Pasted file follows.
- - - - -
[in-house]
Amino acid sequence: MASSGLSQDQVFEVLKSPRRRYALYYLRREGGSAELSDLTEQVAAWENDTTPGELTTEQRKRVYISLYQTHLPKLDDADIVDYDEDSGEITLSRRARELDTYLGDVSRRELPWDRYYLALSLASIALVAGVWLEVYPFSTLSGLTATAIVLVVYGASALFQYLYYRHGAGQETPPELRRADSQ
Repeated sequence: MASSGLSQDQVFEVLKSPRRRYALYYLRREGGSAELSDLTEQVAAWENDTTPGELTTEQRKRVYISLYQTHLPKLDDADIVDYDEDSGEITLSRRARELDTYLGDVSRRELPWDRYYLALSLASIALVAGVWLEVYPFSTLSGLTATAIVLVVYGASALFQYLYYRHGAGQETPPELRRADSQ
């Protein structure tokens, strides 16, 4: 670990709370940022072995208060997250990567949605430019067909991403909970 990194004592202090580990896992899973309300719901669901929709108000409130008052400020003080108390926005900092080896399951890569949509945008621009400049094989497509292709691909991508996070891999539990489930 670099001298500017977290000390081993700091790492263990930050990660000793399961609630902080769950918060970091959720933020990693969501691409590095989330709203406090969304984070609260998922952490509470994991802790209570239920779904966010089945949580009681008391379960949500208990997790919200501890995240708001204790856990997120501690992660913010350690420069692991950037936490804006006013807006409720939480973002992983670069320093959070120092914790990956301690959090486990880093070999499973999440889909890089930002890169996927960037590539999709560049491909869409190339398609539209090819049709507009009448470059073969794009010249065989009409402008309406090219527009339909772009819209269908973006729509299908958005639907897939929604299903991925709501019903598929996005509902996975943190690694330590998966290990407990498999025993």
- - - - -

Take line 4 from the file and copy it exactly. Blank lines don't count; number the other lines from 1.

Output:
């Protein structure tokens, strides 16, 4: 670990709370940022072995208060997250990567949605430019067909991403909970 990194004592202090580990896992899973309300719901669901929709108000409130008052400020003080108390926005900092080896399951890569949509945008621009400049094989497509292709691909991508996070891999539990489930 670099001298500017977290000390081993700091790492263990930050990660000793399961609630902080769950918060970091959720933020990693969501691409590095989330709203406090969304984070609260998922952490509470994991802790209570239920779904966010089945949580009681008391379960949500208990997790919200501890995240708001204790856990997120501690992660913010350690420069692991950037936490804006006013807006409720939480973002992983670069320093959070120092914790990956301690959090486990880093070999499973999440889909890089930002890169996927960037590539999709560049491909869409190339398609539209090819049709507009009448470059073969794009010249065989009409402008309406090219527009339909772009819209269908973006729509299908958005639907897939929604299903991925709501019903598929996005509902996975943190690694330590998966290990407990498999025993």